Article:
(665f) Engineered Synbiotic Production and Sensing of Butyrate

Mansell, T. J. - Presenter, Iowa State University
Bai, Y., Iowa State University
Saldanha, J., Iowa State University
Powell-Coffman, J. A., Iowa State University
Enam, F., Iowa State University
Short-chain fatty acids (SCFAs), especially butyric acid, have many roles in the human gut, affecting immunomodulation, cell differentiation and apoptosis. In addition, butyrate is the preferred carbon source for colon cells. Butyrate is normally produced in the colon by butyrogenic anaerobic bacteria that respond to dietary fiber or other prebiotics. However, diets rich in low-fiber, highly processed foods can result in low gut butyrate levels, which can lead to inflammation and other bowel diseases. In these disease states, populations of butyrogenic bacteria are also decreased.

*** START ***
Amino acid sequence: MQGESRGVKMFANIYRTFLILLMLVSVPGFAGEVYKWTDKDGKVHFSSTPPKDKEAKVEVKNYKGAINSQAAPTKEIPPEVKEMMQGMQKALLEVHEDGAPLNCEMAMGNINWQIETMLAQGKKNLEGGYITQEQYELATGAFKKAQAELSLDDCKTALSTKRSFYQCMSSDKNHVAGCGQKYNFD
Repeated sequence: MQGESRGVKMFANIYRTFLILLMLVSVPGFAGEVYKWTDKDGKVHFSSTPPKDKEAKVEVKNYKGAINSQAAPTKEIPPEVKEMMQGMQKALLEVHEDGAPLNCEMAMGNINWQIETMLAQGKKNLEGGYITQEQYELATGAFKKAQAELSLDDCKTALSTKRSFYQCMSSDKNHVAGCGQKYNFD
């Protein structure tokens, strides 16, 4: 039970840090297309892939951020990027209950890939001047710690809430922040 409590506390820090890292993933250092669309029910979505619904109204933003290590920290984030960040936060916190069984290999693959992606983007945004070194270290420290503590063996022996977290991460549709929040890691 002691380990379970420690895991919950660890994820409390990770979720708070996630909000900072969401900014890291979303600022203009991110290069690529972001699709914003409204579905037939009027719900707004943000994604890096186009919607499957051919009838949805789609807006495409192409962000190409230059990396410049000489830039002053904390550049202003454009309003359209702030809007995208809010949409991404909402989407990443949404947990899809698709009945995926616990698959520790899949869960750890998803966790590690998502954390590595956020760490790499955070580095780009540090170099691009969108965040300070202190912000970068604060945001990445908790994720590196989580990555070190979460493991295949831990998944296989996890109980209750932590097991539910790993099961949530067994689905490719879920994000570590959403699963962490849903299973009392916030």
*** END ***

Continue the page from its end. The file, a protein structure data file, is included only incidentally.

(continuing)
Using a CRISPR-Cas based genome engineering method, we have engineered a model probiotic organism, E. coli Nissle 1917, to produce butyrate in both aerobic and anaerobic culture conditions. Additionally, to optimize butyrate concentration, we have developed a synthetic circuit that responds to and regulates intracellular butyrate concentrations, allowing for feedback control of butyrate production. We also demonstrate synbiotic (synergistic pairing of prebiotics with probiotics) production of butyrate from complex carbohydrates in cells engineered to uniquely consume these substrates. Finally, we tested our strains in an animal model by feeding of butyrate-producing probiotics to C. elegans. Nematodes receiving engineered probiotics behaved similarly to controls and had slightly improved brood size. Taken in total, this work provides a method of controlled butyrate delivery to the gut and is an important step towards engineered SCFA production in situ in the complex microbial milieu of the gut.